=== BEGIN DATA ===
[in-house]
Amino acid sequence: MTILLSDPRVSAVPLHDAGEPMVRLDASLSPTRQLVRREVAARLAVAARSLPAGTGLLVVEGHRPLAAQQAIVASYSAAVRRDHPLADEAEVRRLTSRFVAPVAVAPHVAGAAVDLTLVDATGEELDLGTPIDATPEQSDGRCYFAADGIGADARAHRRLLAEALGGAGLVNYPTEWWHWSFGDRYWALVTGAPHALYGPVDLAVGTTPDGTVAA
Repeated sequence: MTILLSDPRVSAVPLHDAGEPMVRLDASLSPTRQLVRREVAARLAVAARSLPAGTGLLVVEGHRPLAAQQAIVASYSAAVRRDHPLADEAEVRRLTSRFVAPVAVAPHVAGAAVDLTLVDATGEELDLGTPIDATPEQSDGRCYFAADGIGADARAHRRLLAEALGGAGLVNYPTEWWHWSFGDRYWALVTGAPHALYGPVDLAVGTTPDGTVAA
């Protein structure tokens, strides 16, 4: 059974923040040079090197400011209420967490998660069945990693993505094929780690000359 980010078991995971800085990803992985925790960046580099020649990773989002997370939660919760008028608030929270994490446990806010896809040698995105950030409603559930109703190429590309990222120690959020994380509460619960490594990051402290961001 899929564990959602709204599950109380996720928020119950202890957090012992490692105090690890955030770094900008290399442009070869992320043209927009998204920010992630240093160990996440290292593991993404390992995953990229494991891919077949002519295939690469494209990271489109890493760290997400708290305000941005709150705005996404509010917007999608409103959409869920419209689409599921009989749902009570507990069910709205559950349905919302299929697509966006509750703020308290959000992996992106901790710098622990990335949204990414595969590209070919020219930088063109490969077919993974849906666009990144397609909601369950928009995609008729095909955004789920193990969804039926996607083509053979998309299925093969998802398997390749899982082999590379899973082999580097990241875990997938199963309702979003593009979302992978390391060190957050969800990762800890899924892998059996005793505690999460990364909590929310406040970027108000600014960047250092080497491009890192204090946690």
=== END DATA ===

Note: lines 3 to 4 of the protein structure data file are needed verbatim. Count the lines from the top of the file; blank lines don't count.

Repeated sequence: MTILLSDPRVSAVPLHDAGEPMVRLDASLSPTRQLVRREVAARLAVAARSLPAGTGLLVVEGHRPLAAQQAIVASYSAAVRRDHPLADEAEVRRLTSRFVAPVAVAPHVAGAAVDLTLVDATGEELDLGTPIDATPEQSDGRCYFAADGIGADARAHRRLLAEALGGAGLVNYPTEWWHWSFGDRYWALVTGAPHALYGPVDLAVGTTPDGTVAA
């Protein structure tokens, strides 16, 4: 059974923040040079090197400011209420967490998660069945990693993505094929780690000359 980010078991995971800085990803992985925790960046580099020649990773989002997370939660919760008028608030929270994490446990806010896809040698995105950030409603559930109703190429590309990222120690959020994380509460619960490594990051402290961001 899929564990959602709204599950109380996720928020119950202890957090012992490692105090690890955030770094900008290399442009070869992320043209927009998204920010992630240093160990996440290292593991993404390992995953990229494991891919077949002519295939690469494209990271489109890493760290997400708290305000941005709150705005996404509010917007999608409103959409869920419209689409599921009989749902009570507990069910709205559950349905919302299929697509966006509750703020308290959000992996992106901790710098622990990335949204990414595969590209070919020219930088063109490969077919993974849906666009990144397609909601369950928009995609008729095909955004789920193990969804039926996607083509053979998309299925093969998802398997390749899982082999590379899973082999580097990241875990997938199963309702979003593009979302992978390391060190957050969800990762800890899924892998059996005793505690999460990364909590929310406040970027108000600014960047250092080497491009890192204090946690």